February 2014 economic news, notes and commentary from North Florida.
Greater Prominence In Cancer Care
The University of Florida Health Cancer Center appears on a path to prominence.
In late September, Gov. Rick Scott proposed $80 million for statewide cancer research, with most of it earmarked for creating National Cancer Institute-designated cancer centers. While becoming such a center is a long and expensive process, the potential new funding bodes well for UF Health, as well as the University of Miami’s Sylvester Comprehensive Cancer Center. Both are vying for NCI recognition by 2019, a move that would lead to improved quality of care and research, according to UF officials.
At present, Florida has one NCI-designated cancer center, Tampa’s Moffitt Cancer Center. Notably, Scott hopes the three hospitals will complement one another, given their geographic reach.
Additionally, last December UF Health announced a partnership with Orlando Health, further strengthening its position. Also, in January UF Health Cancer Center at Orlando Health and the Cancer Support Community launched an initiative to ensure that patients with cancer and their families receive needed support in Orange, Seminole, Osceola and Lake counties.
“As UF Health strengthens its commitment to patient care and cancer research through a dedicated cancer hospital and a new partnership with Orlando Health, Gov. Scott’s proposal provides welcome support for the battle against cancer in Florida,” comments UF President Bernie Machen.
Sports Medicine Research
Banyan Biomarkers Inc. in Alachua has received a $300,000 award from the National Football League and General Electric to improve detection of concussions through research led by a University of Florida football team physician. The goal is to create a test that can diagnose brain injuries within 30 minutes by detecting specific proteins in blood, much the way a glucose meter gives instant warnings to diabetics. Getting fast results could be critical to informing decisions about whether a soldier is fit to fight, a construction worker can go back on a beam or a player can safely return to the field. There are an estimated 1.6 million to 3.8 million sports-related traumatic brain injuries reported in the U.S. annually, according to the Centers for Disease Control and Prevention, including concussions that can cause long-term damage.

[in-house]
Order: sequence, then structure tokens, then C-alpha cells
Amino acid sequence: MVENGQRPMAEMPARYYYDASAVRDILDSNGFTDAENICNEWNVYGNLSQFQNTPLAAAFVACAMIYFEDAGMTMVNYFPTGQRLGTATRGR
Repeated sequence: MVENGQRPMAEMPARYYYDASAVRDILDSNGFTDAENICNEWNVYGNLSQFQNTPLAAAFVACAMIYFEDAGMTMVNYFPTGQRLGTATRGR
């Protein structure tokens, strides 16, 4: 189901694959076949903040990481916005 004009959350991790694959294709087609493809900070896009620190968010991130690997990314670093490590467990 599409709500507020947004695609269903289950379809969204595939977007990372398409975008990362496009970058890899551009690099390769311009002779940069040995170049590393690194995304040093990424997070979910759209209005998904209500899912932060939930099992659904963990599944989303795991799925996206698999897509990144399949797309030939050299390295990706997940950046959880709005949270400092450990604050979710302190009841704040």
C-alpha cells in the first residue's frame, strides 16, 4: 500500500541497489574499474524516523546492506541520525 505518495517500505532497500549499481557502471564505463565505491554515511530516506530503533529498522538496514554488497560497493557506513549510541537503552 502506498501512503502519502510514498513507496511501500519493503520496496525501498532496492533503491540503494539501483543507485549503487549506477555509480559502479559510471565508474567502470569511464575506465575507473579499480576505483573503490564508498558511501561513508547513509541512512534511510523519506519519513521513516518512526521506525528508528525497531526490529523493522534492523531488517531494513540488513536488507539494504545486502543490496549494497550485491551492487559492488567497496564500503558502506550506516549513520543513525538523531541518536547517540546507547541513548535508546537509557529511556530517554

Florida Power & Light
Kudos to Florida Power & Light for making the list of “Top 10 Utilities in Economic Development” for 2013, as published in Site Selection magazine. The annual honor is based on criteria such as job creation and capital investment in a utility’s service area, a utility’s website tools and data, innovative program offerings for businesses, and input from site location decision-makers throughout the U.S. The utility, serving nearly half of Florida, launched an economic development program in 2011 that offers rate discounts tied to job creation.
Energizing news for the Cade Museum in Gainesville: The Martin Andersen-Gracia Andersen Foundation Inc. has pledged to match 50 percent of the donations made to the museum’s capital campaign up to $300,000 for the next two years. Founded by the family of the late Dr. James Robert Cade, lead scientist behind Gatorade, the Cade Museum is an interactive museum designed to foster creativity in future inventors and early entrepreneurs. The facility is scheduled to open in late 2015.
Applied Genetic Technologies
Keep an eye on Applied Genetic Technologies, an Alachua-based clinical-stage biotech firm that uses gene therapy to develop treatments for eye and lung diseases. It has filed with the SEC to raise up to $70 million in an initial public offering. The company, founded in 1999 and a graduate of the UF Sid Martin Biotech Incubator, plans to list on the NASDAQ under the symbol AGTC. In the 12 months ended Sept. 30, 2013, the company booked $1 million in grant and collaboration revenue.
Florida Farm Bureau
For the second year in a row, the Florida Farm Bureau in Gainesville has received a coveted national award for its programs and operations. The organization received the American Farm Bureau Federation’s 2013 Pinnacle Award, the highest recognition conferred to a state farm bureau. The award denotes the Florida Farm Bureau as the best in the nation within its membership class. The Florida Farm Bureau is the state’s largest general agricultural organization, with more than 147,000 member-families representing farm bureaus in 60 counties.